Jose is Pole Vault Carolina’s only coach and his resume is noteworthy. As a high schooler in his native Puerto Rico, he was an 8-time national champion in the pole vault, decathlon, high jump, and long jump. At the junior and senior levels, he earned a spot on the national team 6 times. He competed in the 1988 Olympic Trials in pole vault.

Born in Guaynabo to Jose San Miguel Colon and Carmen Rita Pedrosa, Jose excelled at athletics early on. At the age of 9, he earned a black belt in judo. At 12, he began participating in track and field after witnessing the Pan American Games, held that year in the island’s capital. In 1984, he started pole vaulting and Cristobal Lago, who had coached every Puerto Rican Olympian in the pole vault from 1950 to 1980, came out of retirement to train him.

Jose attended the University of Puerto Rico, Mayaguez, where he won the University Championships in 1985. The year following, he transferred to the University of Tennessee where he grew under the tutelage of pole vault maestro Jim Bemiller, who later coached Tim Mack to the gold medal in Athens in 2004. Jose’s name is engraved on a wall at UT which pays homage to the university’s lettermen.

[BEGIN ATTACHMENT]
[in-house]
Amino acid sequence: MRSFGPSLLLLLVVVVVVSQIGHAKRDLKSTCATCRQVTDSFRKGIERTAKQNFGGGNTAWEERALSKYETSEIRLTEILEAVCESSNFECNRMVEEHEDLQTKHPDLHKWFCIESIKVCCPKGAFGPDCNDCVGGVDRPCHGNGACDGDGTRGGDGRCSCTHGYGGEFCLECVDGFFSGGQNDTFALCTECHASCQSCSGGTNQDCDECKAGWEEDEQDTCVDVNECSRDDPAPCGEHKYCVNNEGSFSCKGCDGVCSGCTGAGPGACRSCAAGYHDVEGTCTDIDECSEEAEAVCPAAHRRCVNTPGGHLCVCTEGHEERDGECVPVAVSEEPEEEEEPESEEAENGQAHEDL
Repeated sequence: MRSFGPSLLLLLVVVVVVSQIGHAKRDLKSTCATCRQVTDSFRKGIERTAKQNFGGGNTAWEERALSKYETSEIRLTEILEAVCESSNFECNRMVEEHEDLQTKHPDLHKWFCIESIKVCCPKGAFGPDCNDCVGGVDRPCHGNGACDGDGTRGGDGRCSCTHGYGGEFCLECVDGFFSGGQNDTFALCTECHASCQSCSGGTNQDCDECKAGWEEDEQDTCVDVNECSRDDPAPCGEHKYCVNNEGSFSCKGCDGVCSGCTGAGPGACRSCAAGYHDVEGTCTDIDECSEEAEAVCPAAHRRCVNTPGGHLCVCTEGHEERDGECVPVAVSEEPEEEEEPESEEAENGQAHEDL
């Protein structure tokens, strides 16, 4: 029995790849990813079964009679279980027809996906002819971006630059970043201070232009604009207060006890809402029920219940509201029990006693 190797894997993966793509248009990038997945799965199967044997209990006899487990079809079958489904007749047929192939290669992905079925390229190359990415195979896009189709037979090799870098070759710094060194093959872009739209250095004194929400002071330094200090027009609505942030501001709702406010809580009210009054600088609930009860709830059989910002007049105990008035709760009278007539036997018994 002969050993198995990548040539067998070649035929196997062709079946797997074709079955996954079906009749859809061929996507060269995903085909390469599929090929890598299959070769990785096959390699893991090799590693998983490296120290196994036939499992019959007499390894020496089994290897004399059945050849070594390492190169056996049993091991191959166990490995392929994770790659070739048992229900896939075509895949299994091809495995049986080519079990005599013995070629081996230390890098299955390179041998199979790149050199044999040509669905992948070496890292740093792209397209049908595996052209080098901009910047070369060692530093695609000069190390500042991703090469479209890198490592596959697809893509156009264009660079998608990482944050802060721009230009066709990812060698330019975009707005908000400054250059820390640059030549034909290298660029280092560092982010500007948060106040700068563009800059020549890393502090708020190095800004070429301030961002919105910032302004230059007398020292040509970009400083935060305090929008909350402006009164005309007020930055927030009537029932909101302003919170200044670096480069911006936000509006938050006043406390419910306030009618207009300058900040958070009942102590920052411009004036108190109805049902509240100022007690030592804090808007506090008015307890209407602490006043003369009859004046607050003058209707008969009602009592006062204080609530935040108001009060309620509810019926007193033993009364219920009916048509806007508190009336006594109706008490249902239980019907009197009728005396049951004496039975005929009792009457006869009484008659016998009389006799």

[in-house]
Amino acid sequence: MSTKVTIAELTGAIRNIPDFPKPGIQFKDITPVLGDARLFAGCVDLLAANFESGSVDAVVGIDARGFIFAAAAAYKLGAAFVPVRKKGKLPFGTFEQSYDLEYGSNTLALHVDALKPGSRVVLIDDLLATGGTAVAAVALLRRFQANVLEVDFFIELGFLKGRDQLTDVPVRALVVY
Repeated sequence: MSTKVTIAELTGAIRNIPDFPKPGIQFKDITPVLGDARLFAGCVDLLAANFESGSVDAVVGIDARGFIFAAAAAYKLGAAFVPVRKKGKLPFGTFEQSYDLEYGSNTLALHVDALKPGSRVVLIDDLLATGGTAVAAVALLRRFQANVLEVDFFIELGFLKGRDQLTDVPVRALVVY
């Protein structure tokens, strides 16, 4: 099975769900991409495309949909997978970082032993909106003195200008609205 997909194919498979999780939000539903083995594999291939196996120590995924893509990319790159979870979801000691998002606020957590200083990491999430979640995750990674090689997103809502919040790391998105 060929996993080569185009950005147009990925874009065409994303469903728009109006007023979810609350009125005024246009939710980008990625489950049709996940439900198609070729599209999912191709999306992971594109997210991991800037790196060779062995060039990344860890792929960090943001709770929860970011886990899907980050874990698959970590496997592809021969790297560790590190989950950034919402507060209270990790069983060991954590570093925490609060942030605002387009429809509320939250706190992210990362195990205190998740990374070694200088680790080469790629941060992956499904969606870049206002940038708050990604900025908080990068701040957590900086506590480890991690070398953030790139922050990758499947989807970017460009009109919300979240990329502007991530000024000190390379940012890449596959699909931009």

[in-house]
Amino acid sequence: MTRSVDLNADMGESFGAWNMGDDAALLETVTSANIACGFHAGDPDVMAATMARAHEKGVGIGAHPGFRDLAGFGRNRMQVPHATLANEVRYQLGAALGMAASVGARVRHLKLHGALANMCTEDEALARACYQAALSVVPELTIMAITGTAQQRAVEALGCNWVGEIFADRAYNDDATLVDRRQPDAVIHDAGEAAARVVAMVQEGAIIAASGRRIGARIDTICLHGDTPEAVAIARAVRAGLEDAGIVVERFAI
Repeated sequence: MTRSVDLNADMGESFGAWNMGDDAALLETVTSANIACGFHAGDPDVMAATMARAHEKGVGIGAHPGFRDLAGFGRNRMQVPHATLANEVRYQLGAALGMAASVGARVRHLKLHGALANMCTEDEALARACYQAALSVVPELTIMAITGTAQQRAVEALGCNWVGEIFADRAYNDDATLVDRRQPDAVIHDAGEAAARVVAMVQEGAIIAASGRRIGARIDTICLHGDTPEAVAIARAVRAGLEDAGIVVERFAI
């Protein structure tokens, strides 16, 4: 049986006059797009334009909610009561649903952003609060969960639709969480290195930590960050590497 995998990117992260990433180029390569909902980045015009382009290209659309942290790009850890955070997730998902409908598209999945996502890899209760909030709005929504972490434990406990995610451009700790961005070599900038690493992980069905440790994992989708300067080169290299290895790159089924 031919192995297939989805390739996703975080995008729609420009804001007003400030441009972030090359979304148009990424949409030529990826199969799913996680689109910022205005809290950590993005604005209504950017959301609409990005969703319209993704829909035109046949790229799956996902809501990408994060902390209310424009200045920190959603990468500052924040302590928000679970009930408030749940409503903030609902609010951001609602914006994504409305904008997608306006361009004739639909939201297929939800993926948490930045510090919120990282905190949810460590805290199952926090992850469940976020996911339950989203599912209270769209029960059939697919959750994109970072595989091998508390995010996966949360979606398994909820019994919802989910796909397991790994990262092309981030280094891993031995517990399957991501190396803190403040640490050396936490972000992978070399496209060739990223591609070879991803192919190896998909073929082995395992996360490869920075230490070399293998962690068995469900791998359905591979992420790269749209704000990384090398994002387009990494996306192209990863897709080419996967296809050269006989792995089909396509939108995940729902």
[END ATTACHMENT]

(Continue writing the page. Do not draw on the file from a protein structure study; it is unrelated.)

In 1988, at the end of his collegiate career, Jose laid down his poles and did not think about them again until his eldest son expressed an interest in the sport.

At Pole Vault Carolina, it’s not about the bar; it’s about what the bar can help an athlete2S7A8972 become: a confident surmounter of obstacles. What the youth achieve as athletes matters; what matters more is how the lessons learned from the sport propel them forward in life.

After winning the outdoor state meet in 2012, Harrison moved on to the University of North Carolina, Wilmington, where he wrote his first freshman composition on Coach Jose.

He said, “Never have I met an individual so passionate, resolute, and untiring in their pursuit to spread this desire to succeed. His methods, being dogmatic and persevering, only led me and others to obtain an equivalent aspiration for success. Not only did I have the opportunity to be led down such a major path in my life by Coach, but I have also been blessed with long-lasting friendship with his family as well. They have been teammates, friends, and now an entire chapter in my life that I will forever be appreciative of.”